Configuration Files for GAC Assemblies

The other day I was working on a project where I needed to have some configuration settings for an assembly that is installed in the GAC.  I’ve needed this before, but I’ve always given up on it because I always had another way to store those settings.  This time was different because I was writing a GAC assembly that was being used by another GAC assembly that was exposing a COM interface.  Given this situation I didn’t have anywhere else to put the configuration settings.

So, after a little digging and searching on the Internet I came up with this approach for the development machine.

  1. Create the project for the assembly.
  2. Add an app.config file and populate the settings.
  3. Add a .snk file (created by sn –k [filename].snk at a “Visual Studio 2005 Command Prompt”)
  4. Modify the project setting to Sign the Assembly on the Signing tab.
  5. Modify the project settings to add the following build events on the Build tab (See notes below):
    del "C:\WINDOWS\assembly\GAC_MSIL\$(TargetName)\[AssemblyVersion]__[AssemblyPublicKey]\$(TargetFileName).config"
    "$(DevEnvDir)..\..\SDK\v2.0\bin\gacutil" /u "$(TargetName)"

    "$(DevEnvDir)..\..\SDK\v2.0\bin\gacutil" /i "$(TargetPath)"
    copy "$(TargetPath).config" "C:\WINDOWS\assembly\GAC_MSIL\$(TargetName)\ [AssemblyVersion]__[AssemblyPublicKey]\"
  6. Build the project and test the component

Notes on the build step:

First, to find the path of the GAC’d assembly you’ll need to do the following:

  1. Build the assembly without the copy/del .config part of the build events
  2. Open a command window
  3. Go to c:\windows\assembly; type "dir [assembly name]*.* /s"
  4. Copy the directory path and replace the "C:\WINDOWS\assembly\GAC_MSIL\$(TargetName)\ [AssemblyVersion]__[AssemblyPublicKey]\" with that directory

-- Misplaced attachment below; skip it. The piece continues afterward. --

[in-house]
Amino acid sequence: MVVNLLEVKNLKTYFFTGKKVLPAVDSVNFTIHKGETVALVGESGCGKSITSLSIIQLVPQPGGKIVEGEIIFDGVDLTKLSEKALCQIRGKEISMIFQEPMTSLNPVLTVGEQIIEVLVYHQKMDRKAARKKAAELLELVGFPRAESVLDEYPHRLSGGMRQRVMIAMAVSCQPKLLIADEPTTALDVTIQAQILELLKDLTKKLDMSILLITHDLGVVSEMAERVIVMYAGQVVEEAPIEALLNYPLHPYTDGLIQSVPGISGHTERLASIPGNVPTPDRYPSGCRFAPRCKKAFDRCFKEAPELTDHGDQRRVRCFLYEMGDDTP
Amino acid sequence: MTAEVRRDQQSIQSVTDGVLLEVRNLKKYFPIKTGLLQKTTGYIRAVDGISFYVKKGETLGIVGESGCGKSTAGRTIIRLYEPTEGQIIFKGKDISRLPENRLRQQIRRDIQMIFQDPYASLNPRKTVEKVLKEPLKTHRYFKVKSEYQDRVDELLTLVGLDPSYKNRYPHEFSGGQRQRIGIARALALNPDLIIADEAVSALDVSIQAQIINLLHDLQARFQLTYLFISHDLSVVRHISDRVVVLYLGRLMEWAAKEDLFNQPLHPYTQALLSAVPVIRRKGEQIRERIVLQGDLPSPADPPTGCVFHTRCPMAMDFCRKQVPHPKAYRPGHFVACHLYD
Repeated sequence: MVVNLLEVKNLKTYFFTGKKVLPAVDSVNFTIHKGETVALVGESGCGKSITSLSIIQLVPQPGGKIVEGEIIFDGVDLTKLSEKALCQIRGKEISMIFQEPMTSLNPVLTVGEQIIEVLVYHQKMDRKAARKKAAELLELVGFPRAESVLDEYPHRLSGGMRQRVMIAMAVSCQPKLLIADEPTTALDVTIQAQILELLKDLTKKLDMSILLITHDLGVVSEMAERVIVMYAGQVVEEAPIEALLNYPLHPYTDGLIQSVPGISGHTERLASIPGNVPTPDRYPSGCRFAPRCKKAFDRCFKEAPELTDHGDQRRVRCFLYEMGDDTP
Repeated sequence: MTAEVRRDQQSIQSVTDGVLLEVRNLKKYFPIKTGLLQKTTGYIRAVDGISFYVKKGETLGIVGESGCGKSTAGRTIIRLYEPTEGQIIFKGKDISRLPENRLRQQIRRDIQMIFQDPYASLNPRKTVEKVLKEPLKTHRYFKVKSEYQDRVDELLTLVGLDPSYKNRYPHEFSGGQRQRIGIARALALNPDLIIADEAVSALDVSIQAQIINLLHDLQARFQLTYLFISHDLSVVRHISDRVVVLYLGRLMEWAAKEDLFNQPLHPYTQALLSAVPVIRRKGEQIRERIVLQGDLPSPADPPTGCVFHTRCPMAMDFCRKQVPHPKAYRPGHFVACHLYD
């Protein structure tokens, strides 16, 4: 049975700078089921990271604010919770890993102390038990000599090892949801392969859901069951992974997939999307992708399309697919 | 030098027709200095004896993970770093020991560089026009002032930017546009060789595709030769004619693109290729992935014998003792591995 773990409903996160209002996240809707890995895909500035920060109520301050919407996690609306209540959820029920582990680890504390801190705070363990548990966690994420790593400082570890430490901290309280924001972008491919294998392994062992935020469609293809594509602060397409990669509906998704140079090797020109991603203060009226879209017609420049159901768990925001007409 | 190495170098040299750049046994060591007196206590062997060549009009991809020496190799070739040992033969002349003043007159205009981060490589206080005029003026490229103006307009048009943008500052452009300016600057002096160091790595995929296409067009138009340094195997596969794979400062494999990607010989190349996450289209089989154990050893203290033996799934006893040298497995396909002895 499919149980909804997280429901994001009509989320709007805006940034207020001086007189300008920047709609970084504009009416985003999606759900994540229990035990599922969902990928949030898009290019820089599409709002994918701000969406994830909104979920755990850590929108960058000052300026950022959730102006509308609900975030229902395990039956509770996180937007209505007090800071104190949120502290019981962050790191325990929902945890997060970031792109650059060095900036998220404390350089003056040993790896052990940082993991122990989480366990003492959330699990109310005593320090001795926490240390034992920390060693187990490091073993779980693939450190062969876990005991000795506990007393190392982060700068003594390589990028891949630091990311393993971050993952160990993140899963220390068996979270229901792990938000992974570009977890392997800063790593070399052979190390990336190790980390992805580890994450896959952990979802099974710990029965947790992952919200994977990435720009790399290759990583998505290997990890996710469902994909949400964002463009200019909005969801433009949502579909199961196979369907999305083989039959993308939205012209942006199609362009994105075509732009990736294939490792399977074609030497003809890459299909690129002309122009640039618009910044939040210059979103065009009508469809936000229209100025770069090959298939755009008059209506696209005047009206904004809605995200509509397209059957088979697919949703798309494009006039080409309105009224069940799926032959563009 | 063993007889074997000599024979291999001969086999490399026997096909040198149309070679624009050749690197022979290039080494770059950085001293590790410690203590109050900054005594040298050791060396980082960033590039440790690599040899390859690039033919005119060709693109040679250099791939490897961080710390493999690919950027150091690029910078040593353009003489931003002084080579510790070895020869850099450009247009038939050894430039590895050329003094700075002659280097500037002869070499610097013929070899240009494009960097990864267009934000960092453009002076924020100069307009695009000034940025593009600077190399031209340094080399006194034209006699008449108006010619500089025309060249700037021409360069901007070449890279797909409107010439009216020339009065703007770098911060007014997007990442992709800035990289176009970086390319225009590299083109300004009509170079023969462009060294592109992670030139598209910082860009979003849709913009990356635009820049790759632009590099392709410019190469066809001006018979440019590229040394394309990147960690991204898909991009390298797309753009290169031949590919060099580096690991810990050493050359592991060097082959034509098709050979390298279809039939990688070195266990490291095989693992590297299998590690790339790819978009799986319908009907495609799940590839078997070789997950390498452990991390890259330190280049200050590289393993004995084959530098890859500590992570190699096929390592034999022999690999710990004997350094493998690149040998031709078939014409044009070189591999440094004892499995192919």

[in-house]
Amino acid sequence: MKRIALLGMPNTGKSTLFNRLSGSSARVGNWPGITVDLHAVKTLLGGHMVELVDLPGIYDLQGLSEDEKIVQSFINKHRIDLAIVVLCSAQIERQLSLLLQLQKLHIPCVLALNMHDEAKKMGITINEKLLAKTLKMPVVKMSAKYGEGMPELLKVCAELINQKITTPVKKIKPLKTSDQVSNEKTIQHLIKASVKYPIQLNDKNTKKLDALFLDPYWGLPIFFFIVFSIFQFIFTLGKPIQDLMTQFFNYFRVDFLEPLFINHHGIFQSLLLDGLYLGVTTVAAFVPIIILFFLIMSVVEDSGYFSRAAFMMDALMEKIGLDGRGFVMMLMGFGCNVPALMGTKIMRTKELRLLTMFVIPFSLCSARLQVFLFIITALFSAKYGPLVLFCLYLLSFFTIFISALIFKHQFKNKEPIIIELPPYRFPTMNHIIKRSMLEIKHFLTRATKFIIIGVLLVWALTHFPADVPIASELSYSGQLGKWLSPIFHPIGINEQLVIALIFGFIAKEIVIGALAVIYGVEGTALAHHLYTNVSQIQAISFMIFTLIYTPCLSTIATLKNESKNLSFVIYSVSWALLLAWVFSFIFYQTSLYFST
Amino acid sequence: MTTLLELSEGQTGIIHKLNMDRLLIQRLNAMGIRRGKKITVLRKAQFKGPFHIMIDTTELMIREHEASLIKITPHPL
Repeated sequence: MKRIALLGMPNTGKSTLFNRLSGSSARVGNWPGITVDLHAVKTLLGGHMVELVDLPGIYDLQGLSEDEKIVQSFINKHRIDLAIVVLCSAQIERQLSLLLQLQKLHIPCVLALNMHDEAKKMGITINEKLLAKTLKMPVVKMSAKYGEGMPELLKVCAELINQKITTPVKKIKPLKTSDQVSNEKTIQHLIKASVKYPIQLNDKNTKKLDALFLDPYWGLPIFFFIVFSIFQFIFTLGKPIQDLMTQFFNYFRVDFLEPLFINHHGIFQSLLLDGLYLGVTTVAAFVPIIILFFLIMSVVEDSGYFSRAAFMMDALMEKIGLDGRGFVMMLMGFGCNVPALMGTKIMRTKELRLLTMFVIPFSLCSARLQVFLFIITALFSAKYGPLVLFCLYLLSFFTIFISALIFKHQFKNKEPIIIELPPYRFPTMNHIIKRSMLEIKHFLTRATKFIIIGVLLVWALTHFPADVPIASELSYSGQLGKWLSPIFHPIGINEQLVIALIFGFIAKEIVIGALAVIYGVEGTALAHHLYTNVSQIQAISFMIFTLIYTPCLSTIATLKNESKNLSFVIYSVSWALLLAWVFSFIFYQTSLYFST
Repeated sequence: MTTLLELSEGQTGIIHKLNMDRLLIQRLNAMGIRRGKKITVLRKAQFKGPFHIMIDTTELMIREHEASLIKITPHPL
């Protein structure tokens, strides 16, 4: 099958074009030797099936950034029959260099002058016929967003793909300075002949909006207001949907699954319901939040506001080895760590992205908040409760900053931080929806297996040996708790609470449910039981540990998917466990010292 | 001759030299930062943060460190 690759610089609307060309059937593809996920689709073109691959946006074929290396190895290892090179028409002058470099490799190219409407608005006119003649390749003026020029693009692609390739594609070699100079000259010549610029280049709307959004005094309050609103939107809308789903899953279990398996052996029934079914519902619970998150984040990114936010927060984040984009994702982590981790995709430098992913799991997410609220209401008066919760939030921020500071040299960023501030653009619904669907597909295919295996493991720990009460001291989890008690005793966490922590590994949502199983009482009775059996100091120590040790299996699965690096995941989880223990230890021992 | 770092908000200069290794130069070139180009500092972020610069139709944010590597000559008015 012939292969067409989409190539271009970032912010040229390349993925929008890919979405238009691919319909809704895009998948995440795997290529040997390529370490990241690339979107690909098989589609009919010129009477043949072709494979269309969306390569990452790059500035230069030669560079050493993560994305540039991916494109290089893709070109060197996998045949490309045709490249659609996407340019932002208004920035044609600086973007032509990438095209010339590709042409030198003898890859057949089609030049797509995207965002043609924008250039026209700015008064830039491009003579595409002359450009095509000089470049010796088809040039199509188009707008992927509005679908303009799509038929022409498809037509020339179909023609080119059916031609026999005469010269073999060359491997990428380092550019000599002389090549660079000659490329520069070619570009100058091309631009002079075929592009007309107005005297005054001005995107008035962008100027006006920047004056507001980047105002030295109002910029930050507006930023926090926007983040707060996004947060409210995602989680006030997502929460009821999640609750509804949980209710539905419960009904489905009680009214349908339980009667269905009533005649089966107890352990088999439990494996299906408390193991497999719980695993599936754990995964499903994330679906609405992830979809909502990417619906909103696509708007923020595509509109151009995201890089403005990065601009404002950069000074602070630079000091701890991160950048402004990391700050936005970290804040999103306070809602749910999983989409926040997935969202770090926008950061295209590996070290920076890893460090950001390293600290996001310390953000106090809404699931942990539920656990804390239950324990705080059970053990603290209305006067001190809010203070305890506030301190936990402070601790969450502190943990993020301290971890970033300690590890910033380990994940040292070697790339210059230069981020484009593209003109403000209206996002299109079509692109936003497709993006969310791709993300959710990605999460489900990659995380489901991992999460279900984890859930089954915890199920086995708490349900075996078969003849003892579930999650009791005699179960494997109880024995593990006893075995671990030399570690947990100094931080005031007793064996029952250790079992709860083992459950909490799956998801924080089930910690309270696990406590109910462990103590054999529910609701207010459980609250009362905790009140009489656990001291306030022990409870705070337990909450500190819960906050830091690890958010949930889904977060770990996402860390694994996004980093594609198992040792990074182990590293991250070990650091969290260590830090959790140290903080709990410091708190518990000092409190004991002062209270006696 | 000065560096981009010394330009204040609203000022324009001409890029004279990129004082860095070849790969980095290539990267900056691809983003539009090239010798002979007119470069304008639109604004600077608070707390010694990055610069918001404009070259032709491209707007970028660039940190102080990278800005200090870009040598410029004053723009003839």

5. Finally replace the assembly name with $(TargetName).

Once you've done this once and have your assembly version and assembly public key then you'll be able to reuse it in the future.

Second, you have to copy the .config file after you register the file in the GAC and delete the .config file before you unregister the file.

Now, to use it in code you’ll need to load it in the following manner:

       Configuration config = System.Configuration.ConfigurationManager.OpenExeConfiguration(System.Reflection.Assembly.GetExecutingAssembly().Location);

Once you have the Configuration object, then you can access your setting this way(assuming your setting in your config file is <add key="VerboseLogging" value="true"/>):


So there you have it.  It’s relatively straight forward, at least for the development machine.  In a future blog I’ll tell you how to deploy it on a target machine…that is, once I figure it out. :-)

"Kick the Designer in the Nuts" Day...

Welcome to my blog.  I want to start out by setting a base line with something that I have often mentioned to the people I work with.  It’s a concept called “Kick the Designer in the Nuts” Day.

Let me explain what “Kick the Designer in the Nuts” Day is. It’s a day that at any Microsoft sponsored programming conference where you get to argue with the guy that designed some part of the .NET Framework or SharePoint or whatever other Microsoft technology that you have to use every day that is a pain in the butt to do.  You get to tell the designer why what he decided causes you misery every day (or almost every day).  He gets to tell you why he made that decision that he made.  When you are done the debate is judged by three or four MVP’s.  If you win the argument, then you get to kick the designer in the nuts…but if you lose…well then the designer gets to kick you in the "jimmy".

I know, it’s not politically correct at all.  I know I’m also being sexist by assuming that no woman has ever designed anything that drives me crazy.  There are a couple of faults of mine that I’m working on.

The reason that I’m starting off my blog with this story is two reasons. 1) I’ll reference it from time to time in future blogs and I’ll want you to know what I mean by this day.  2)  I’m designing stuff at my current job in which the people that I work with will want to have a day like this too.

Thanks for reading this whole thing and hopefully the future the posts will be technically useful.